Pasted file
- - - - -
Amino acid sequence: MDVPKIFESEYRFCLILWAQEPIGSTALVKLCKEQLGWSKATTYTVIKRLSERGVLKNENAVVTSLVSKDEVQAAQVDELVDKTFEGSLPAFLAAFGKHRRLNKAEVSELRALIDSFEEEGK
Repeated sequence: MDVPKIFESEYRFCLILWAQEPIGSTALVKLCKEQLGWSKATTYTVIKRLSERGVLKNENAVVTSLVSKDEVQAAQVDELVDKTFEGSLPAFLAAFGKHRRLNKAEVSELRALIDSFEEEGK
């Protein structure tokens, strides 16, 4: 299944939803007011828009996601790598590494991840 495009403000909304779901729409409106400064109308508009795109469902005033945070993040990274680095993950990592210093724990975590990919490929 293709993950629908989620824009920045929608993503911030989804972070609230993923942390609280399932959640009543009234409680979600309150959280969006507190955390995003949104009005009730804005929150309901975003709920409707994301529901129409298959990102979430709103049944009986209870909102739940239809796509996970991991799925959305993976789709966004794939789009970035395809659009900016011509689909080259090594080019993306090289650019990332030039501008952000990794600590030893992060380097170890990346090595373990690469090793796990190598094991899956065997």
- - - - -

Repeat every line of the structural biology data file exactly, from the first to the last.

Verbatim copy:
Amino acid sequence: MDVPKIFESEYRFCLILWAQEPIGSTALVKLCKEQLGWSKATTYTVIKRLSERGVLKNENAVVTSLVSKDEVQAAQVDELVDKTFEGSLPAFLAAFGKHRRLNKAEVSELRALIDSFEEEGK
Repeated sequence: MDVPKIFESEYRFCLILWAQEPIGSTALVKLCKEQLGWSKATTYTVIKRLSERGVLKNENAVVTSLVSKDEVQAAQVDELVDKTFEGSLPAFLAAFGKHRRLNKAEVSELRALIDSFEEEGK
């Protein structure tokens, strides 16, 4: 299944939803007011828009996601790598590494991840 495009403000909304779901729409409106400064109308508009795109469902005033945070993040990274680095993950990592210093724990975590990919490929 293709993950629908989620824009920045929608993503911030989804972070609230993923942390609280399932959640009543009234409680979600309150959280969006507190955390995003949104009005009730804005929150309901975003709920409707994301529901129409298959990102979430709103049944009986209870909102739940239809796509996970991991799925959305993976789709966004794939789009970035395809659009900016011509689909080259090594080019993306090289650019990332030039501008952000990794600590030893992060380097170890990346090595373990690469090793796990190598094991899956065997």